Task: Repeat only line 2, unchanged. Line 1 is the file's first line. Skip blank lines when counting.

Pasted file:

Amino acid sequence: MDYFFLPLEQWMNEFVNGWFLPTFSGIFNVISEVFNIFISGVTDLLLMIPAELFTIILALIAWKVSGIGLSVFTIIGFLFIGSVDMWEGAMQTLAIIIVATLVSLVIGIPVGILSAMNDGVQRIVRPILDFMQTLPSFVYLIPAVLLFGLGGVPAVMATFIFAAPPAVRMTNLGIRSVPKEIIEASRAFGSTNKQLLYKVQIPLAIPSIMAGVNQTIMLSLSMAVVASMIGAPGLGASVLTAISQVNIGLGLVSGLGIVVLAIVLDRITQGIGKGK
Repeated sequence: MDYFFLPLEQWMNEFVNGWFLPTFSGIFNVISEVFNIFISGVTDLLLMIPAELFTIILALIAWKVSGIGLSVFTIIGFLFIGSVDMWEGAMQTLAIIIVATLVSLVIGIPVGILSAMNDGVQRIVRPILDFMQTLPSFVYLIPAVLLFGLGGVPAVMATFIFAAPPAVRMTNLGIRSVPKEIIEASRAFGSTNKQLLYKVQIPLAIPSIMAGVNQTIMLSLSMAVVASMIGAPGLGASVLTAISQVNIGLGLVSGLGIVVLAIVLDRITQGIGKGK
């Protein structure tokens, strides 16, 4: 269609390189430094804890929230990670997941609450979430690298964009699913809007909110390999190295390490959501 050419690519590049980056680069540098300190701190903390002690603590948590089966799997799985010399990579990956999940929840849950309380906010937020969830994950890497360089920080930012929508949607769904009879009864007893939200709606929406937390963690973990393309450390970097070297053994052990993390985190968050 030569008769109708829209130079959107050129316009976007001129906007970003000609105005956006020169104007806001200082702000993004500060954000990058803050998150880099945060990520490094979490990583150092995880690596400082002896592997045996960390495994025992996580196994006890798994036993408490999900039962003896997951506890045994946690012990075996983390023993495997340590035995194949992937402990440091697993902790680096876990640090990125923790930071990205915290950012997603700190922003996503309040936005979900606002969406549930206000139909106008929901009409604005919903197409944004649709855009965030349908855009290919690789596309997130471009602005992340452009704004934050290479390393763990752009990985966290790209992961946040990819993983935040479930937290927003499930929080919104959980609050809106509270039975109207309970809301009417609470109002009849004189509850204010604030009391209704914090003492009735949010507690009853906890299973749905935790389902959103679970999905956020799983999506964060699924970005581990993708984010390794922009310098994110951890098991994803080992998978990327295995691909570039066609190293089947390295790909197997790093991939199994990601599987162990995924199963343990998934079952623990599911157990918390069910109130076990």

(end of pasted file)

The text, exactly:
Repeated sequence: MDYFFLPLEQWMNEFVNGWFLPTFSGIFNVISEVFNIFISGVTDLLLMIPAELFTIILALIAWKVSGIGLSVFTIIGFLFIGSVDMWEGAMQTLAIIIVATLVSLVIGIPVGILSAMNDGVQRIVRPILDFMQTLPSFVYLIPAVLLFGLGGVPAVMATFIFAAPPAVRMTNLGIRSVPKEIIEASRAFGSTNKQLLYKVQIPLAIPSIMAGVNQTIMLSLSMAVVASMIGAPGLGASVLTAISQVNIGLGLVSGLGIVVLAIVLDRITQGIGKGK